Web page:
Eight years ago I wrote this article ….
“Far too many companies have devalued selling for far too long and some business leaders have even convinced themselves that they would do better if they did not employ salespeople – after all good products sell themselves, don’t they?
As a consequence, until very recently, salespeople have done everything possible to avoid calling themselves “ Salesman or a Saleswoman” They have developed a series of euphemisms such as: “Sales Engineer” “Account Executive” “Technical Sales Consultant” “Business Development Associate” etc. But nowadays we accept that we all sell, everyday – doctors, lawyers, estate agents, architects and politicians.
It therefore follows that the quality and success of our salespeople will ultimately determine the success of our companies. Certainly the world has become more competitive and in order to survive and stay in business we need to continually expand and develop the skill sets of our sales team.
Sir John Harvey-Jones said in his book All Together Now, “Most companies fail not in their attempts to be innovative or creative. In this country most of them fail because they undervalue the importance of professional selling”
Our commercial functions, particularly the sales team, represent our forward line, (offense) and if they are not scoring regularly we cannot possibly achieve our overall commercial objectives – i.e. nothing happens until somebody sells something and all of that investment in costly accounting software, new office equipment, expensive IT systems, glossy magazines, high-tech office etc. will count for nothing.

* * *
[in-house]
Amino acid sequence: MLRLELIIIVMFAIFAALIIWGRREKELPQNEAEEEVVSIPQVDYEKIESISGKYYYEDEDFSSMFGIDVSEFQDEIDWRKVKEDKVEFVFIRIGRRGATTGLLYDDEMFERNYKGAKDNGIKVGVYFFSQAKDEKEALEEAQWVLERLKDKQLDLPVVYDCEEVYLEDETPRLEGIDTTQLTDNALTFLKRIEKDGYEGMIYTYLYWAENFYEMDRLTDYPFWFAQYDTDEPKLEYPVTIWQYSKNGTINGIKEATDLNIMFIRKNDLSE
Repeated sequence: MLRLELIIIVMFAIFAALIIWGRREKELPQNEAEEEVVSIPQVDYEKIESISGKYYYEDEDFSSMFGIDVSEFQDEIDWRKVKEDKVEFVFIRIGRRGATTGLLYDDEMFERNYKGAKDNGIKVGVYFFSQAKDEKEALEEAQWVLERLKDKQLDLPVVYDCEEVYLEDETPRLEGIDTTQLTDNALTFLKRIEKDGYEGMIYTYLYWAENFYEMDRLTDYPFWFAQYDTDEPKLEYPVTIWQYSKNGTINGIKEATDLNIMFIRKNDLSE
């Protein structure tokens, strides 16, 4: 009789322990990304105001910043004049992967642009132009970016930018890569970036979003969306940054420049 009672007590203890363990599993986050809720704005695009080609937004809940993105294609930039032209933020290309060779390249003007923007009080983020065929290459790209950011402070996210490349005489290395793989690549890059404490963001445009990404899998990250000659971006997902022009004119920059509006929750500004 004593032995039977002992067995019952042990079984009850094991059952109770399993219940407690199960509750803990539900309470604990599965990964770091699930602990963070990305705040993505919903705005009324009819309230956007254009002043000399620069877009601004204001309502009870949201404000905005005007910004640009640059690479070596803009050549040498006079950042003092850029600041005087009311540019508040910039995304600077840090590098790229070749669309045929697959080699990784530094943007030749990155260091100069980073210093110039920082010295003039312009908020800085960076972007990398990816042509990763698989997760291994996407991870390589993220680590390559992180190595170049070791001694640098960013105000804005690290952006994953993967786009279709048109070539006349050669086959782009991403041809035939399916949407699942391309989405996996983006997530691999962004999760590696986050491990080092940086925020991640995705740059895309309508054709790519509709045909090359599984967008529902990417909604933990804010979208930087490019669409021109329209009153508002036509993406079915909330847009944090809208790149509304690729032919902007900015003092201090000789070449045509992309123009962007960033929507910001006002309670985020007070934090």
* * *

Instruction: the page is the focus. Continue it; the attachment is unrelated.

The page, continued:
We can therefore say with complete confidence, that selling really is THE key factor in the total marketing process. A company that is selling well is doing well!”
Then in an interview six years ago I was asked the question: “Will professional selling ever be the same again?” I responded: “No, of course it won’t for all the reasons I have been highlighting for some time. It’s an old but accurate cliché – everything changes, nothing stays the same etc.
In my view, professional selling, and the key word there is professional, is about to take on a whole new image. All of the dead and inefficient wood is being removed, and what we are going to be left with will look a whole lot better.
As customers become smarter, more discerning, more knowledgeable and more self-sufficient, we will see a new breed of salesperson develop.
The order takers and glib talkers will no longer have a place in our sales world and in their stead will come intelligent strategic orchestrators and business advisors, looking to develop long term allies. They will have the “knowledge” and they will use leading edge technology. They will succeed because they expect to. There is no turning back now.”
So you can see a pattern emerging here: Eight years is not a long time in the general scheme of things is it? Where once I believed that an organization could not function without a successful “engine room” – a highly skilled sales team, performing at optimum levels – I can now see 80% of those same companies possibly performing without a sales team. I can envisage that within five years, as more and more products and solutions become “commoditized” the two most critical functions will be marketing and customer support.
The ramifications for the sales industry are going to be considerable, and the sales training industry in particular needs to prepare itself – and its customers/clients.
Where we once doubted the validity and practicality of functioning with purely inside sales teams, we must now consider the next natural successor – commoditization.
The clock is ticking …